dance floor behaviour
My programming isn’t up to much, but I imagine the way to go about simulating a dance floor would be to come up with some simple rules to govern decisions made on the direction taken by each dancing couple.
1. Dancing couple comprises two people. Person A, person B.
2. A is the leader, therefore most of the time A walks forward, B walks backward, either diagonally or directly in front of A.
3. Sometimes B moves around A, very occasionally A moves around B.
4. Due to the embrace being uneven, moves are easier on the open side, which means there is a tendency towards anti-clockwise rotation.
5. Each dancing couple has to maintain the distance between them and the couples in front of them. If a space opens up in front, slightly to one side, they move to fill it. (still following the movement rules 1 – 4)
6. If the couple in front is dancing a little bit wildly, the distance left between them and the next couple would be greater.
I don’t know, maybe it’s interesting, maybe not… Any dancers reading this who would agree or disagree with those rules?
I might film a milonga from above and trace the paths of each person, see if they hold true, see if the paths make a nice pattern.
external, structural aspects of the dance
I think new development in the visuals is less of a comment on the sensation or internal aspects of the dance, and more about the social, external experience of a dance floor. Its a representation of action and reaction between me and my partner, and other dancing couples, and also to some extent the music. The freezing aspect is a musical accent: when the music freezes, the dancers may well do too, and so it makes sense that the visuals do the same. The various objects orbiting the tracked object are representing other couples on the dance floor, and so it also makes sense that when a grand gesture is made, for a example an energetic boleo (kick), the surrounding objects (representing other people) would get out the way. My challenge with the patch is to make the boids behave in the manor of other couples on the dance floor. To do this, I need to program each object to orbit in a pair, then each pair to orbit the space (anticlockwise is the tango convention) whilst avoiding each other and reacting to each other in other ways (for example staying further out of the way of more energetic pairs).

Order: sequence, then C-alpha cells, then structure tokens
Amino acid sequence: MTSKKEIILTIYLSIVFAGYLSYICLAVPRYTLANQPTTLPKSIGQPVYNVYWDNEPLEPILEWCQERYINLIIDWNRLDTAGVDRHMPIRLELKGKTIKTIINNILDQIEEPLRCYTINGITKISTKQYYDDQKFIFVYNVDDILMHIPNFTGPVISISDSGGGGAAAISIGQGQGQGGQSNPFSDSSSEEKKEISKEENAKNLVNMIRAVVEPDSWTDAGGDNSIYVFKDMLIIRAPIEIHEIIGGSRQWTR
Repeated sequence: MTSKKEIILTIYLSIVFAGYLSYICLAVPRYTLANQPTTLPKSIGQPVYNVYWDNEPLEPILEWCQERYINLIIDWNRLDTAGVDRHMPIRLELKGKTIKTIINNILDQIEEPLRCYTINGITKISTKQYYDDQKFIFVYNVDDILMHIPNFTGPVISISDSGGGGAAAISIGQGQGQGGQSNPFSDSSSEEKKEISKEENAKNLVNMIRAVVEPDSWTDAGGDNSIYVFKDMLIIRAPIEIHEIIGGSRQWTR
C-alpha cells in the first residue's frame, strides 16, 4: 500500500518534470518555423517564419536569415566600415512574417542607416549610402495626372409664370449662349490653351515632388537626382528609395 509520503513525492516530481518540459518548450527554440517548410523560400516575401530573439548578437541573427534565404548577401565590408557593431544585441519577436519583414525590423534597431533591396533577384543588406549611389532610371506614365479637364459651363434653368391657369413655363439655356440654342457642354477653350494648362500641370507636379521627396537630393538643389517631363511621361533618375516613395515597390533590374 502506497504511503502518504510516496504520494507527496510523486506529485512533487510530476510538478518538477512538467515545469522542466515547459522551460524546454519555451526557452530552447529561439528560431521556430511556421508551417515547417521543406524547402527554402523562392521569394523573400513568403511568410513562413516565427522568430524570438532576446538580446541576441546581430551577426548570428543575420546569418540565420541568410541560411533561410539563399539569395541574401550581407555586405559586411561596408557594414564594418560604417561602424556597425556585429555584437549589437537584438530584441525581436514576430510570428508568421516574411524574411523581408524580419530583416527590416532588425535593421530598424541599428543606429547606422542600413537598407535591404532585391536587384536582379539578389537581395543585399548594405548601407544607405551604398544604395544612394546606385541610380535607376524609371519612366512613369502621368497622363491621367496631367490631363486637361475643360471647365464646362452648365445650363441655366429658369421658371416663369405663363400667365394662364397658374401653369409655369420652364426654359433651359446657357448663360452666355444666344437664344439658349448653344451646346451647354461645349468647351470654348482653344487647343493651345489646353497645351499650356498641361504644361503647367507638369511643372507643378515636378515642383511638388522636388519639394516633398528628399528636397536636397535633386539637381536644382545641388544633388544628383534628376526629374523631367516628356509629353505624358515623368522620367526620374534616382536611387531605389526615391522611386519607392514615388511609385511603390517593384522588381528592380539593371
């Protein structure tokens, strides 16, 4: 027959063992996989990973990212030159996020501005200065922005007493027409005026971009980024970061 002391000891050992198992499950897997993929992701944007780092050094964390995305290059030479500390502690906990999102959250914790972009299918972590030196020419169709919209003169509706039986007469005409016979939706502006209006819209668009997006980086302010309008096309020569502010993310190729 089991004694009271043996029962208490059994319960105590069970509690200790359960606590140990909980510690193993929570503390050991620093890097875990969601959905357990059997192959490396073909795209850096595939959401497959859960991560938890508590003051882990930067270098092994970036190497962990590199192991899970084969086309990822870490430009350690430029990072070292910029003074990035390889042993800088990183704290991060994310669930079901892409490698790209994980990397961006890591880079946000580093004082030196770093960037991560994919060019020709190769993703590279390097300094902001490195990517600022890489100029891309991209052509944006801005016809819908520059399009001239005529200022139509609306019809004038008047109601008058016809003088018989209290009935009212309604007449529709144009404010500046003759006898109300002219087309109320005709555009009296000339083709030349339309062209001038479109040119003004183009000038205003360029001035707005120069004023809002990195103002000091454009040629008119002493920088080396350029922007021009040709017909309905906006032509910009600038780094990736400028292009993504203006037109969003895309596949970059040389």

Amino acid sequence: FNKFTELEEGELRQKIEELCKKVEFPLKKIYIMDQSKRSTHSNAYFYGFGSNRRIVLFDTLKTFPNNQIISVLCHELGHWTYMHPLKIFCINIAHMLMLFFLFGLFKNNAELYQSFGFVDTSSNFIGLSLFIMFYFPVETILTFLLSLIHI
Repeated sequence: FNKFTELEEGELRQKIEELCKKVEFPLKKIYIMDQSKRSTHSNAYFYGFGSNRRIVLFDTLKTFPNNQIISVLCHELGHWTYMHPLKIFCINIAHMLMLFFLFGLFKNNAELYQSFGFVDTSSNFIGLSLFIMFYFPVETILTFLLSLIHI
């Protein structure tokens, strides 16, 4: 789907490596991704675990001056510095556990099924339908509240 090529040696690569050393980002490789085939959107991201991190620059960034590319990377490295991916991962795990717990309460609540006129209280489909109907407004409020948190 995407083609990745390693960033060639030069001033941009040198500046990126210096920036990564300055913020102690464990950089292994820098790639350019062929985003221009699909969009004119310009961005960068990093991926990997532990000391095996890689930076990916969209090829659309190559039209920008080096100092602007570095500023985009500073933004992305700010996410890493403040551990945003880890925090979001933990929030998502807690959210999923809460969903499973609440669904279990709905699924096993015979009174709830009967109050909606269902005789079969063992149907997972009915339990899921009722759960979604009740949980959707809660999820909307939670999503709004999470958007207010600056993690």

I’ve altered the patch so that instead of sending the coordinate information to a graphic window, it gets sent to a matrix which loads colour pixels into a jit.window – a video window. This was to make it more compatible with the existing patch (the one with the ripples), and also to give me more freedom to process the information with video filters.
In these screen grabs, the pattern has been built up by a pair of boids orbiting the mouse position (which will eventually be the performing couple’s position on the floor) and leaving trails of their paths.
I was thinking that perhaps the dancers should erase the pattern with their actual paths so that they are always dancing in a clear space. I’d also like to make the orbiting boids leave a smoother and more delicate trail… I guess its something to do with the metro timing but I haven’t figured it out yet.